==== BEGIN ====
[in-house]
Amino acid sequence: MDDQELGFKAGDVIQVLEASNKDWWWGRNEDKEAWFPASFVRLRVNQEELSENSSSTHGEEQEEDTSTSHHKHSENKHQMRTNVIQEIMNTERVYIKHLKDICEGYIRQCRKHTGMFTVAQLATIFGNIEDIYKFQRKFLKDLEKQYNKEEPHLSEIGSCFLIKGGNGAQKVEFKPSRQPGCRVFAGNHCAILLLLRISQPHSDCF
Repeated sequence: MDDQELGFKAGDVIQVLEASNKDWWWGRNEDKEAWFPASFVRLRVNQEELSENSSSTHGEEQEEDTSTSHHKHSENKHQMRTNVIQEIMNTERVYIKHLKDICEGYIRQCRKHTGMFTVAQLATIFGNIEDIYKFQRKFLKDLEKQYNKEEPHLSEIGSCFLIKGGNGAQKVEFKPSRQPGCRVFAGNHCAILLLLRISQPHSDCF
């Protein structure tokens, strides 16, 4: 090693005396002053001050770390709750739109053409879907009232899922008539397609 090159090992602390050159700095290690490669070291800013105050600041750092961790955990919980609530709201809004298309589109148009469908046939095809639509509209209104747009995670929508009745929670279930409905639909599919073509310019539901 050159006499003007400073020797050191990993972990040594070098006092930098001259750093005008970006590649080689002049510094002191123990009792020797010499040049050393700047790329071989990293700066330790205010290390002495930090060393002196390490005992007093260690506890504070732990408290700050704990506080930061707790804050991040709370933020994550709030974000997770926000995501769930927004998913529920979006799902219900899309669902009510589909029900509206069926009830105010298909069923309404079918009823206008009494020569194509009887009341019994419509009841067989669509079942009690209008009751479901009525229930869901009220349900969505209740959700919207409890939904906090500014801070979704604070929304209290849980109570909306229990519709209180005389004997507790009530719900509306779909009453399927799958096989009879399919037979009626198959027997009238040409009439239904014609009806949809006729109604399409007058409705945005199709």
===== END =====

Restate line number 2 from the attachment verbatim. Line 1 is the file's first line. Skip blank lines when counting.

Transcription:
Amino acid sequence: MDDQELGFKAGDVIQVLEASNKDWWWGRNEDKEAWFPASFVRLRVNQEELSENSSSTHGEEQEEDTSTSHHKHSENKHQMRTNVIQEIMNTERVYIKHLKDICEGYIRQCRKHTGMFTVAQLATIFGNIEDIYKFQRKFLKDLEKQYNKEEPHLSEIGSCFLIKGGNGAQKVEFKPSRQPGCRVFAGNHCAILLLLRISQPHSDCF